From the Science Magazine Policy Forum note by Miller et al.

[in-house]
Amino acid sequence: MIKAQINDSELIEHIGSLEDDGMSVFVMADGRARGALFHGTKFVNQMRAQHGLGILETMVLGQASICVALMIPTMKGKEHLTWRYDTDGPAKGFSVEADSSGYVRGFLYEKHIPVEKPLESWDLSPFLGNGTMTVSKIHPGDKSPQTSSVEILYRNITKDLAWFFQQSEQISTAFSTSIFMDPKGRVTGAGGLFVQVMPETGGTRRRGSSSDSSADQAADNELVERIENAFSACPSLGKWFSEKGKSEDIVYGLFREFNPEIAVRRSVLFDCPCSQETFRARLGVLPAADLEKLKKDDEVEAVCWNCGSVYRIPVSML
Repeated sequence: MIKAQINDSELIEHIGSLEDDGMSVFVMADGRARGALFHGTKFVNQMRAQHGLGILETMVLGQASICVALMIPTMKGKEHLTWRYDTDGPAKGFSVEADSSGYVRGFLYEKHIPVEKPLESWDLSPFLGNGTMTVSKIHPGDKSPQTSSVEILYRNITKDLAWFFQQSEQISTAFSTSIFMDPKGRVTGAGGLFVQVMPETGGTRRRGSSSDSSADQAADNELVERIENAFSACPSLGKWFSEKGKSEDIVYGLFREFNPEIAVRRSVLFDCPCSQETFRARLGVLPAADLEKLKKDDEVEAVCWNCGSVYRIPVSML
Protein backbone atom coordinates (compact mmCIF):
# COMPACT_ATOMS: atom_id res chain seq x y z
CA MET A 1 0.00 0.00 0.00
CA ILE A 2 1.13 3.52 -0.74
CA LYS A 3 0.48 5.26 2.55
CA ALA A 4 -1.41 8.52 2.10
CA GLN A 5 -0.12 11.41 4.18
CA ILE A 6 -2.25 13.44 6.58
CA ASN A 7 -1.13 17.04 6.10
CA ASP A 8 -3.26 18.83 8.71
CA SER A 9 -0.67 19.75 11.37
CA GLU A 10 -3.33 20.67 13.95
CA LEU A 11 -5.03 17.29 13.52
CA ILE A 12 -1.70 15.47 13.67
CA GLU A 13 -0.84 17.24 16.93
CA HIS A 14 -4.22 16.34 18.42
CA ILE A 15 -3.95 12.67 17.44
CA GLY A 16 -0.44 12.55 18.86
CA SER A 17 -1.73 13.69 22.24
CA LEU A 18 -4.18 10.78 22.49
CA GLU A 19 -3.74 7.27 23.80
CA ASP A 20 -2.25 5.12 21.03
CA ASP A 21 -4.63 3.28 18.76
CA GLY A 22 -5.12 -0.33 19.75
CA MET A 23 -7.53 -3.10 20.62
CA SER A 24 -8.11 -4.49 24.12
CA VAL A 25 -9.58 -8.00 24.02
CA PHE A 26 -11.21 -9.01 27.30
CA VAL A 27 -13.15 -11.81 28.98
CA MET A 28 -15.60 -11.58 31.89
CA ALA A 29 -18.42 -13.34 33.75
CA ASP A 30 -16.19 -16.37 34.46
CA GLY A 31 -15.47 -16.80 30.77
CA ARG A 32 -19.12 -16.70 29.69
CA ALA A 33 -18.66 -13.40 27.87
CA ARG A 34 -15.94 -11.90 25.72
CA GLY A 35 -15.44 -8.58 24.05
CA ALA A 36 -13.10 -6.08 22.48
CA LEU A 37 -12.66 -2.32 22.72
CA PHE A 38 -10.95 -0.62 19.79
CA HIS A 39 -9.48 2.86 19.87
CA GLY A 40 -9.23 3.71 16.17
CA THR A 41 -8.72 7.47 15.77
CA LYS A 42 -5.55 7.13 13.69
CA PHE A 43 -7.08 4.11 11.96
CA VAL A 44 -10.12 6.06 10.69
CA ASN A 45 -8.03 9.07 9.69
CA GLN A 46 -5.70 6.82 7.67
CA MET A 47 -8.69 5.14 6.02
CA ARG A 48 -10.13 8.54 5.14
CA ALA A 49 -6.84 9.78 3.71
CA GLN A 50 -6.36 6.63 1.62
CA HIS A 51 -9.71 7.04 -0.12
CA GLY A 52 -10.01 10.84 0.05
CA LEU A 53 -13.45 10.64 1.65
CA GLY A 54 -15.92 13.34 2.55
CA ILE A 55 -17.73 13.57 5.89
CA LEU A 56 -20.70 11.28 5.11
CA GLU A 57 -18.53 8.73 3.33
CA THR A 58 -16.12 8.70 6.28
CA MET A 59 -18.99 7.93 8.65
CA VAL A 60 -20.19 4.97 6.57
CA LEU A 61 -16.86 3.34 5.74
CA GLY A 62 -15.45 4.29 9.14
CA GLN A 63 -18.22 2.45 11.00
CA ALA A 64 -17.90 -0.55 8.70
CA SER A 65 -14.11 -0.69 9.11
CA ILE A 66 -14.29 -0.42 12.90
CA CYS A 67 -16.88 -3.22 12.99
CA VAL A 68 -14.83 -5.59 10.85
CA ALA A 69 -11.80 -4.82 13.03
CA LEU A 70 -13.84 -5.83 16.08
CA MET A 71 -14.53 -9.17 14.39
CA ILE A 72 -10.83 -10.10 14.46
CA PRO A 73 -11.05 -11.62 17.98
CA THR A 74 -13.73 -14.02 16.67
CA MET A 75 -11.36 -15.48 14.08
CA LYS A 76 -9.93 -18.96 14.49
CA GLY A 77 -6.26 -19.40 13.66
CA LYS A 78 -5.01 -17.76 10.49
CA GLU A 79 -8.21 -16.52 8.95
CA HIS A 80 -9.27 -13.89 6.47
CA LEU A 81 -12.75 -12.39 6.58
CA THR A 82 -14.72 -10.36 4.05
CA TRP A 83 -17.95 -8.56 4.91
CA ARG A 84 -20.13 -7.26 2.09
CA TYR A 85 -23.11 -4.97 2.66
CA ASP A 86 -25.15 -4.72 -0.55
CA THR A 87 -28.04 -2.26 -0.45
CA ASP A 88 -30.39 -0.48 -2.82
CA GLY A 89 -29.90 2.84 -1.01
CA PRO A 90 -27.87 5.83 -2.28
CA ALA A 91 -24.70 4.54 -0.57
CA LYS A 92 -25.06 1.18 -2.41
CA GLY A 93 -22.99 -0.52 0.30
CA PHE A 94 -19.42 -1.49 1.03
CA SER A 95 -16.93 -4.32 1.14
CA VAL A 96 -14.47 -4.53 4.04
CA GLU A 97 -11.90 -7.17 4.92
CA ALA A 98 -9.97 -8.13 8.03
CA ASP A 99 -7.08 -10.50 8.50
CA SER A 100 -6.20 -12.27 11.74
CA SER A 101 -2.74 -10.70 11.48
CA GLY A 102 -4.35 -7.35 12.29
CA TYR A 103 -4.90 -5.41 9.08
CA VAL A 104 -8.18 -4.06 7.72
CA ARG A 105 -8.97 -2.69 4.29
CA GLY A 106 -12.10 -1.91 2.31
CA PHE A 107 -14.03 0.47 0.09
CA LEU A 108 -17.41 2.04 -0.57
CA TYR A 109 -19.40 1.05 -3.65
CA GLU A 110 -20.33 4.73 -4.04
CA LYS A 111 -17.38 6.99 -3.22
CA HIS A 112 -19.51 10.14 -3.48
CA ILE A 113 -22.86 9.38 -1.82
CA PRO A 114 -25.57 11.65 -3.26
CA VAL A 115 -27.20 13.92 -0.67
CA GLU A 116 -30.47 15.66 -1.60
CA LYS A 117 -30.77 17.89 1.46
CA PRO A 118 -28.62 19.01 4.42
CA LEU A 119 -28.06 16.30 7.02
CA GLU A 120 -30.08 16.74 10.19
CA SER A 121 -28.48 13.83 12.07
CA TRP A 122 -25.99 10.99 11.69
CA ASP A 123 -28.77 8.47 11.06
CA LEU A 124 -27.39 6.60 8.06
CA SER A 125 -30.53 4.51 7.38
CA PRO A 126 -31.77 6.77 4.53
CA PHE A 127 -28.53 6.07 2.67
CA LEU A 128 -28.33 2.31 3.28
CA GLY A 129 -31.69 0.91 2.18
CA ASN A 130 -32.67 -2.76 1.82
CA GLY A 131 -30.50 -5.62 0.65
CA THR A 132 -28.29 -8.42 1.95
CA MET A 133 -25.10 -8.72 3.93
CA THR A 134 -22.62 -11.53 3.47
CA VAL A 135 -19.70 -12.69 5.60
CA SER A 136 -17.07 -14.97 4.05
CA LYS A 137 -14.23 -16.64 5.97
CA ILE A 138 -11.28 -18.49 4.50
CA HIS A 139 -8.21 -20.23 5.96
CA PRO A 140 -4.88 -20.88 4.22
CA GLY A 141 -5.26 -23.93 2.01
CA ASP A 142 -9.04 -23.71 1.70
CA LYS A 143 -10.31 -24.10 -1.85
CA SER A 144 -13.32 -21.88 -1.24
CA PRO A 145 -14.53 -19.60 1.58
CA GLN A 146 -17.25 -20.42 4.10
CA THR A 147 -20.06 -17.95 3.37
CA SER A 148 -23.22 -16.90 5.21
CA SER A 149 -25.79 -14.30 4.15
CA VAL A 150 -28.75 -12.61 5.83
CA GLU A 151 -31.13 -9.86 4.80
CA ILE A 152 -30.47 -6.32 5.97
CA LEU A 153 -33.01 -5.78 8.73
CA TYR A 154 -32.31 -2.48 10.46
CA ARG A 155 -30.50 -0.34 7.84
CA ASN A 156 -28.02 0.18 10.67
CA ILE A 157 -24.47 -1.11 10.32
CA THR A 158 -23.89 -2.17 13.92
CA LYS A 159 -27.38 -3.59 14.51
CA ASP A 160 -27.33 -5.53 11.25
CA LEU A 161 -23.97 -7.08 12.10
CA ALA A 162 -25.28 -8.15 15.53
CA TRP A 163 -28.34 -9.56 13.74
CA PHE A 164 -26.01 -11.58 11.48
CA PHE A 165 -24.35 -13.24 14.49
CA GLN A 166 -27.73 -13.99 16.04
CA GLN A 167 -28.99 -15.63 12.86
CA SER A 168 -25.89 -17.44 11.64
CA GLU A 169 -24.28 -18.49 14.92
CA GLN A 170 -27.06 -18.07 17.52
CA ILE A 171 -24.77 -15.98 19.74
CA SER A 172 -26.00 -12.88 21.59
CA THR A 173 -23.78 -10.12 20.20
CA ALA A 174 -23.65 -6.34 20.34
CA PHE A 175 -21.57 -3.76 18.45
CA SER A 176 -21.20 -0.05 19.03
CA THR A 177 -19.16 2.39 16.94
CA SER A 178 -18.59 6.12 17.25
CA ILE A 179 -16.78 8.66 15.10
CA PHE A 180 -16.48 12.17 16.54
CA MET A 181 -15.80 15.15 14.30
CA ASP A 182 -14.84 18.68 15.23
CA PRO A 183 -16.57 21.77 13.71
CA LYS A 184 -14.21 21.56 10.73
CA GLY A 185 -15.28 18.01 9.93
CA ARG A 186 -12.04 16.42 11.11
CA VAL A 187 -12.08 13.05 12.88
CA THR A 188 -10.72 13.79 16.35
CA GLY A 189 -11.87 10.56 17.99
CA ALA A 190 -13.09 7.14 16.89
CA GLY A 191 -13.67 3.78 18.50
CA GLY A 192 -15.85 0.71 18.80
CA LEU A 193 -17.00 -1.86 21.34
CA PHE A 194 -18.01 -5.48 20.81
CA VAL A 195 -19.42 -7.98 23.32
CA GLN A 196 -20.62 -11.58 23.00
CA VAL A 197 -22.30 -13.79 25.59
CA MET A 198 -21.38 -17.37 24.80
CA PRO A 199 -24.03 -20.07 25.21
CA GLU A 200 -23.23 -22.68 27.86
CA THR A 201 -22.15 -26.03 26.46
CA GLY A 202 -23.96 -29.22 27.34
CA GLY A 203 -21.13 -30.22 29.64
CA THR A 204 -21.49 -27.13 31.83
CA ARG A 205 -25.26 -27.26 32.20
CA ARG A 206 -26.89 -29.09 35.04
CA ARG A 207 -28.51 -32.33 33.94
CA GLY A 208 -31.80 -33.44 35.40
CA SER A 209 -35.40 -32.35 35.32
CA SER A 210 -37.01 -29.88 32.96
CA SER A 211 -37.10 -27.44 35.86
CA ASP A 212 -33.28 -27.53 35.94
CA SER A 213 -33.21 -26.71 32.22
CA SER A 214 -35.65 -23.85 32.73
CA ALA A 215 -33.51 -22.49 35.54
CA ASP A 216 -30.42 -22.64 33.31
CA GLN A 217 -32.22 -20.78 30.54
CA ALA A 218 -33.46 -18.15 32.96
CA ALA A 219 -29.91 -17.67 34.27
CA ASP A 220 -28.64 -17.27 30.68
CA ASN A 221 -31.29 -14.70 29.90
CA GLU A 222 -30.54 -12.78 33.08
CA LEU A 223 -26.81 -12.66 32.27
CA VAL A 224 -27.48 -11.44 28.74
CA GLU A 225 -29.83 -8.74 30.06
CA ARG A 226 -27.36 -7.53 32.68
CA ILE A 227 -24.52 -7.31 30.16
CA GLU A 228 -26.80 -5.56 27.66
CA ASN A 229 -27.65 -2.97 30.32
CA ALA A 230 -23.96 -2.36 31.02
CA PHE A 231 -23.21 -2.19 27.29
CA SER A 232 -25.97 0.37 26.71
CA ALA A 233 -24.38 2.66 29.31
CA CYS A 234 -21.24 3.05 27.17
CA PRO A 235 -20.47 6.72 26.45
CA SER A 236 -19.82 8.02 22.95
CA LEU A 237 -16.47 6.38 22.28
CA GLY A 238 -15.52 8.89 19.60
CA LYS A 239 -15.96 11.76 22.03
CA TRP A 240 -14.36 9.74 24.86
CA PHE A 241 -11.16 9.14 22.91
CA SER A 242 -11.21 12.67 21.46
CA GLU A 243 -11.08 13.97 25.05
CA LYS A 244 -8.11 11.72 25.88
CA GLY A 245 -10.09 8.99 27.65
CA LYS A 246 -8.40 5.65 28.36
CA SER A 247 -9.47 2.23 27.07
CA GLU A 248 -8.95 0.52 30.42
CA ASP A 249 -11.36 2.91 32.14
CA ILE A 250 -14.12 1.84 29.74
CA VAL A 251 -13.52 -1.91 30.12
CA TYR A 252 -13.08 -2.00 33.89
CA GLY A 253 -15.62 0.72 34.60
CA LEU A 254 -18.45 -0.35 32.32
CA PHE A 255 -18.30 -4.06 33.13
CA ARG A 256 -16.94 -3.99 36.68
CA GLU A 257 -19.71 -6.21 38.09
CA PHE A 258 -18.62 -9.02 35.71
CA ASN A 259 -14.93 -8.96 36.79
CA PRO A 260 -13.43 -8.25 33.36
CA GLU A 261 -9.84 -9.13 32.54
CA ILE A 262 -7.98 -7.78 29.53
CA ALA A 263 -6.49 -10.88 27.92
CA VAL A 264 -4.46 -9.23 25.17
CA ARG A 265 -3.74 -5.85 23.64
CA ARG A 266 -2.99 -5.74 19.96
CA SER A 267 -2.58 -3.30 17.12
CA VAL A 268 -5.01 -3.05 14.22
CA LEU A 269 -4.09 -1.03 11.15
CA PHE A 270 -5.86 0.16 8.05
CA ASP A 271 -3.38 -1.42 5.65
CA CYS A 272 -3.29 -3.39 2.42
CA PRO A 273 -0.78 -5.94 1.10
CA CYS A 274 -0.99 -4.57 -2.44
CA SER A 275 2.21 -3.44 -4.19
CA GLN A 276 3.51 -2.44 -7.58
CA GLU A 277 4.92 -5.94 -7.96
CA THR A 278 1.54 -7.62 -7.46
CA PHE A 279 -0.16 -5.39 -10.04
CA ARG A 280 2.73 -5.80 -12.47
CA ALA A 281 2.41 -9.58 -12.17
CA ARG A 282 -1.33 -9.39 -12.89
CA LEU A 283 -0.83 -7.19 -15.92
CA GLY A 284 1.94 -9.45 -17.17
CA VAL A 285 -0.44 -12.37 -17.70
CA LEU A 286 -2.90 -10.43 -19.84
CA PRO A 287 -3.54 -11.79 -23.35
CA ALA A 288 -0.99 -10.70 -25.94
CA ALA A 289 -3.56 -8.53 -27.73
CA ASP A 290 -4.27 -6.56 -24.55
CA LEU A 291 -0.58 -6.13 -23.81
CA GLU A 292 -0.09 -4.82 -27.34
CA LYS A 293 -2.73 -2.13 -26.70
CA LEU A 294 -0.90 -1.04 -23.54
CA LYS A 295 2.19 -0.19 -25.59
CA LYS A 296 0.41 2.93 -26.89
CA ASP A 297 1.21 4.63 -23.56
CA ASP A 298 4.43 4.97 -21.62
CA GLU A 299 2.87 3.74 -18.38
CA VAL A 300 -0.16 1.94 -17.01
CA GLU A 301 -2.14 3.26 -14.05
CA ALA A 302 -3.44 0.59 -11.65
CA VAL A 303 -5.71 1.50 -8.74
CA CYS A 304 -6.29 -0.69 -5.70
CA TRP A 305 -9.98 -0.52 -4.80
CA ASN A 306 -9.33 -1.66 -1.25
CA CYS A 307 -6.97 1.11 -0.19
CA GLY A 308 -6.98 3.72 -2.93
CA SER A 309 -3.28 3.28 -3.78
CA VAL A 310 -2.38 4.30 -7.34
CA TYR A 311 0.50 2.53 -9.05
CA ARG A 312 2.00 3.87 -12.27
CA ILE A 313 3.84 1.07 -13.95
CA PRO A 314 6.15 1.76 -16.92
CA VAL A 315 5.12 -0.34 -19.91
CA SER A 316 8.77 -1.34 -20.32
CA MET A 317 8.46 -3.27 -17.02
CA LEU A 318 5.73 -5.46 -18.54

"Over the past 20 years, the percentage of U.S. adults accepting the idea of evolution has declined from 45% to 40% and the percentage of adults overtly rejecting evolution declined from 48% to 39%. The percentage of adults who were not sure about evolution increased from 7% in 1985 to 21% in 2005...Regardless of the form of the question, one in three American adults firmly rejects the concept of evolution, a significantly higher proportion than found in any western European country...the structure and beliefs of American fundamentalism historically differ from those of mainstream Protestantism in both the United States and Europe. The biblical literalist focus of fundamentalism in the United States sees Genesis as a true and accurate account of the creation of human life that supersedes any scientific finding or interpretation. In contrast, mainstream Protestant faiths in Europe (and their U.S. counterparts) have viewed Genesis as metaphorical and--like the Catholic Church--have not seen a major contradiction between their faith and the work of Darwin and other scientists...the evolution issue has been politicized and incorporated into the current partisan division in the United States in a manner never seen in Europe or Japan. In the second half of the 20th century, the conservative wing of the Republican Party has adopted creationism as a part of a platform designed to consolidate their support in southern and Midwestern states--the "red" states. In the 1990s, the state Republican platforms in seven states included explicit demands for the teaching of "creation science". There is no major political party in Europe or Japan that uses opposition to evolution as a part of its political platform...The broad public acceptance of the benefits of science and technology in the second half of the 20th century allowed science to develop a nonpartisan identification that largely protected it from overt partisanship. That era appears to have closed."